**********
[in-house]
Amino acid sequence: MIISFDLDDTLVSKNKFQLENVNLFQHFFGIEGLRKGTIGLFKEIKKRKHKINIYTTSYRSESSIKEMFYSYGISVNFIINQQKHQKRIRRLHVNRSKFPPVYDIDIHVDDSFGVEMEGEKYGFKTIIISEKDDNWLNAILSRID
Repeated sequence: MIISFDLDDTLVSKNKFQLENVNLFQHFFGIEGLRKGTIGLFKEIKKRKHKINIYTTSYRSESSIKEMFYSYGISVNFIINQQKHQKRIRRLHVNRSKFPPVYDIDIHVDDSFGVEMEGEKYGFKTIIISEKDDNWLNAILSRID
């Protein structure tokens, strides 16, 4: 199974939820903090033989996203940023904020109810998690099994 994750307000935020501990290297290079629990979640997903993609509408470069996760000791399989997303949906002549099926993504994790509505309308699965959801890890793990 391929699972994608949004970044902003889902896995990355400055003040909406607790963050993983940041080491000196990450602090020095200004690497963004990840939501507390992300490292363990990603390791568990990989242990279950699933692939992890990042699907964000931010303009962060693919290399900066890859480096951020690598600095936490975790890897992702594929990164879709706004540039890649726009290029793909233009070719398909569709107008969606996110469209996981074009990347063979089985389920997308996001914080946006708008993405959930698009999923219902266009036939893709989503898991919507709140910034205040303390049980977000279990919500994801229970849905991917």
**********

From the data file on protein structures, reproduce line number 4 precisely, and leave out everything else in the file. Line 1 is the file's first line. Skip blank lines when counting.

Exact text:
């Protein structure tokens, strides 16, 4: 199974939820903090033989996203940023904020109810998690099994 994750307000935020501990290297290079629990979640997903993609509408470069996760000791399989997303949906002549099926993504994790509505309308699965959801890890793990 391929699972994608949004970044902003889902896995990355400055003040909406607790963050993983940041080491000196990450602090020095200004690497963004990840939501507390992300490292363990990603390791568990990989242990279950699933692939992890990042699907964000931010303009962060693919290399900066890859480096951020690598600095936490975790890897992702594929990164879709706004540039890649726009290029793909233009070719398909569709107008969606996110469209996981074009990347063979089985389920997308996001914080946006708008993405959930698009999923219902266009036939893709989503898991919507709140910034205040303390049980977000279990919500994801229970849905991917």